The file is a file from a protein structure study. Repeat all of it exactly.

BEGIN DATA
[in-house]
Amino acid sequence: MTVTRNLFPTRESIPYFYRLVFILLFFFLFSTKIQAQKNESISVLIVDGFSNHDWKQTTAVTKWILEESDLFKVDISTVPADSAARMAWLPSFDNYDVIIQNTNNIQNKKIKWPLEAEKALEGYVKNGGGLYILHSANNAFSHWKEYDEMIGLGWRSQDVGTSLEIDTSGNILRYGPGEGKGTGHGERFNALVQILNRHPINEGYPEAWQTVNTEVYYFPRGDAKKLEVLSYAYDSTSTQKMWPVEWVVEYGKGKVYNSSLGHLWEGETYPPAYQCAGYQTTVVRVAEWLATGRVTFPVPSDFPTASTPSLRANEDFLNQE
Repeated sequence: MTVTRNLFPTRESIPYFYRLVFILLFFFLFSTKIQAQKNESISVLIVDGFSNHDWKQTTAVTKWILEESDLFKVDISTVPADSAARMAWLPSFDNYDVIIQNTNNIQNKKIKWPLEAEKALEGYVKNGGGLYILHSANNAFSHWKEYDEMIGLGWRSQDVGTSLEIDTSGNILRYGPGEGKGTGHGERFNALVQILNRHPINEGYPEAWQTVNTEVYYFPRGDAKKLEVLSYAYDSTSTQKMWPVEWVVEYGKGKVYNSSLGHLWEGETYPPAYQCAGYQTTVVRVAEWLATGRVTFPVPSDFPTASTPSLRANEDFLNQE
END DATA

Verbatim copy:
[in-house]
Amino acid sequence: MTVTRNLFPTRESIPYFYRLVFILLFFFLFSTKIQAQKNESISVLIVDGFSNHDWKQTTAVTKWILEESDLFKVDISTVPADSAARMAWLPSFDNYDVIIQNTNNIQNKKIKWPLEAEKALEGYVKNGGGLYILHSANNAFSHWKEYDEMIGLGWRSQDVGTSLEIDTSGNILRYGPGEGKGTGHGERFNALVQILNRHPINEGYPEAWQTVNTEVYYFPRGDAKKLEVLSYAYDSTSTQKMWPVEWVVEYGKGKVYNSSLGHLWEGETYPPAYQCAGYQTTVVRVAEWLATGRVTFPVPSDFPTASTPSLRANEDFLNQE
Repeated sequence: MTVTRNLFPTRESIPYFYRLVFILLFFFLFSTKIQAQKNESISVLIVDGFSNHDWKQTTAVTKWILEESDLFKVDISTVPADSAARMAWLPSFDNYDVIIQNTNNIQNKKIKWPLEAEKALEGYVKNGGGLYILHSANNAFSHWKEYDEMIGLGWRSQDVGTSLEIDTSGNILRYGPGEGKGTGHGERFNALVQILNRHPINEGYPEAWQTVNTEVYYFPRGDAKKLEVLSYAYDSTSTQKMWPVEWVVEYGKGKVYNSSLGHLWEGETYPPAYQCAGYQTTVVRVAEWLATGRVTFPVPSDFPTASTPSLRANEDFLNQE